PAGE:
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My Baby Was Born Prematurely: A Case Study

By: Rachel Newcombe - Updated: 3 Sep 2010 | comments*Discuss
 
Baby Born Premature Prematurely Birth

One in every 13 babies is born prematurely, or before a woman reaches the 37 week stage of pregnancy. Having a baby arrive early can be a traumatic experience, not least so if the baby is unwell. We talked to one family who’ve been through the trauma of a premature birth and discover the reality of what it’s like.

For Adam and Sally it was their second baby who was born prematurely. Sally tells us their story.

“The pregnancy had been going smoothly, until about week 25, when I suddenly started experiencing high blood pressure. My previous pregnancy was fine and I’m never normally prone to high blood pressure (in fact, it’s usually low), so it was a bit of a shock.

My ankles and legs swelled really badly, plus my arms and hands, and I developed breathlessness too. I was admitted to hospital for a few days, where I had to have complete bed rest. When I was let out, I had to have very regular appointments with the midwife – several times a week – and be carefully monitored, as high blood pressure can be dangerous in pregnancy.

Hospitalised During Pregnancy

I didn’t feel too well again at 28 weeks, but was told not to worry, but at just over 29 weeks it got worse and I was hospitalised again. They found high levels of protein in my urine and I was on a drip and monitored carefully. I was reassured that my baby was fine, but no-one had warned me that he could be born prematurely.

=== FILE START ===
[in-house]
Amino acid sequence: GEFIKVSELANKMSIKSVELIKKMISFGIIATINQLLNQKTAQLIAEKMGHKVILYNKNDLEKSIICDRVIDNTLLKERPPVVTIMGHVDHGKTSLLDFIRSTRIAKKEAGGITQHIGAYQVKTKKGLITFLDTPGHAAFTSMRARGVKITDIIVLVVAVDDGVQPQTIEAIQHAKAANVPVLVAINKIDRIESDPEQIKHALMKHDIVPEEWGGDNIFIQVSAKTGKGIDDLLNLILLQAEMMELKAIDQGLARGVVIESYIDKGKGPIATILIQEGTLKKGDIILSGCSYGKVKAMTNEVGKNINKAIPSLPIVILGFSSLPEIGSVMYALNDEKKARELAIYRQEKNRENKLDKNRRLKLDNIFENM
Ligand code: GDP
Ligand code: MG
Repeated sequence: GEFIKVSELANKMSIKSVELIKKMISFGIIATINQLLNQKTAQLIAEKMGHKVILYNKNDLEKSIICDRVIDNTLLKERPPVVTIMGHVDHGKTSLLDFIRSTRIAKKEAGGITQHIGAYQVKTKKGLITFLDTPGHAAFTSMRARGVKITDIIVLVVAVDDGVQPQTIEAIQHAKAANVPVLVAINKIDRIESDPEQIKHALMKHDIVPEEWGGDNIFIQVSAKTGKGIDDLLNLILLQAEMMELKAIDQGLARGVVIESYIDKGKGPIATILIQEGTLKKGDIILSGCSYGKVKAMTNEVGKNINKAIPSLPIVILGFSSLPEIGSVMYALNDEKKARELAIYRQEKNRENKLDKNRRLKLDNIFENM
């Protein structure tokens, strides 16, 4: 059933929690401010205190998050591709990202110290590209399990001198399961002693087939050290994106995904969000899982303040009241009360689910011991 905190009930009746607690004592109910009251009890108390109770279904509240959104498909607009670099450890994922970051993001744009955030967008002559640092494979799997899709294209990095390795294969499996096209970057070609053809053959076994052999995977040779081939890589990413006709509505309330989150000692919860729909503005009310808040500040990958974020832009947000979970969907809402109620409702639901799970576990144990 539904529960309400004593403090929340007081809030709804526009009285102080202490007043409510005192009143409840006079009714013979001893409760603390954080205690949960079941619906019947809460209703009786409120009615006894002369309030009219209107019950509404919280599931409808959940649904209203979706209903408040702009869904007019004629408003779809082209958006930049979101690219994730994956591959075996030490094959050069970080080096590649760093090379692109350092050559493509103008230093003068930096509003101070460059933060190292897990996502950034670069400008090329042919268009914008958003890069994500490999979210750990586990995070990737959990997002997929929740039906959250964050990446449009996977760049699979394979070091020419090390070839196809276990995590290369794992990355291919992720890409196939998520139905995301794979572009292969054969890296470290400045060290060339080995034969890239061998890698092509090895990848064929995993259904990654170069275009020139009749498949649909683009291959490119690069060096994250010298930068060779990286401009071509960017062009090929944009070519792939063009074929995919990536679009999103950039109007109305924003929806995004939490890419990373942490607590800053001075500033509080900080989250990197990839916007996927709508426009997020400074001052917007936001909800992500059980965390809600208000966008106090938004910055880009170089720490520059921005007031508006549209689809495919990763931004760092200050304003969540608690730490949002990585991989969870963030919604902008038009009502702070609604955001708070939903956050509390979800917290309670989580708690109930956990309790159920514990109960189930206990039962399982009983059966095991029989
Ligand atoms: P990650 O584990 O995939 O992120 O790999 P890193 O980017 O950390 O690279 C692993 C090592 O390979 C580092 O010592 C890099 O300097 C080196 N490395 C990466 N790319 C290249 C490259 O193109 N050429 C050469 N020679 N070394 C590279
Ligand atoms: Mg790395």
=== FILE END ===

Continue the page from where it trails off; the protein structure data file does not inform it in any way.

It came as somewhat of a shock to be told at 30 weeks that I needed to have an emergency caesarean section, as my blood pressure had got too high. It was all a bit of a blur, and not the birth situation I had wanted or expected, but Charlie was born safely weighing 3lb 5oz.

After the Birth

We saw him briefly immediately after the birth, but he was quickly whisked away to the Special Care Baby Unit (SCBU) and I continued to be treated for high blood pressure.

Adam was able to see him in the incubator, but it was another day before I was able to be wheeled in to see him myself. He was tiny and on a ventilator and it was very difficult not to be able to hold him or feed him, as you would a full-term, healthy new baby.

It was a very emotional time for both of us. I stayed in hospital for another week, but then had to go home without my beautiful new baby. Expressing milk was exhausting and hard and we spent many hours at the hospital every day; our life became divided between hospital and home. Friends and family rallied around to help look after our three year old daughter, Emily, but we felt guilty for having to leave her with others

Once he was being tube fed, Charlie slowly began to gain weight and it was a lovely moment for us to see our baby growing and beginning to look healthier. The Special Care Baby Unit were fantastic and we were very grateful for all the support they gave us during his time there.

Coming Home

Finally, after a month in hospital, baby Charlie was allowed to come home with us. It was such a relief to have our baby at home, although of course even more hard work began then and we were still exhausted for a while. Despite his early arrival, Charlie has come on in leaps and bounds. His physical growth has been slower than other babies, understandably, but otherwise he seems to be relatively healthy and unscathed by the experience.

Having a premature baby is scary and it’s vastly different to giving birth to a full-term infant. But anyone who goes through the experience can be reassured that the SCBU teams are fantastic and provide excellent support to families going through the ordeal of premature birth.”

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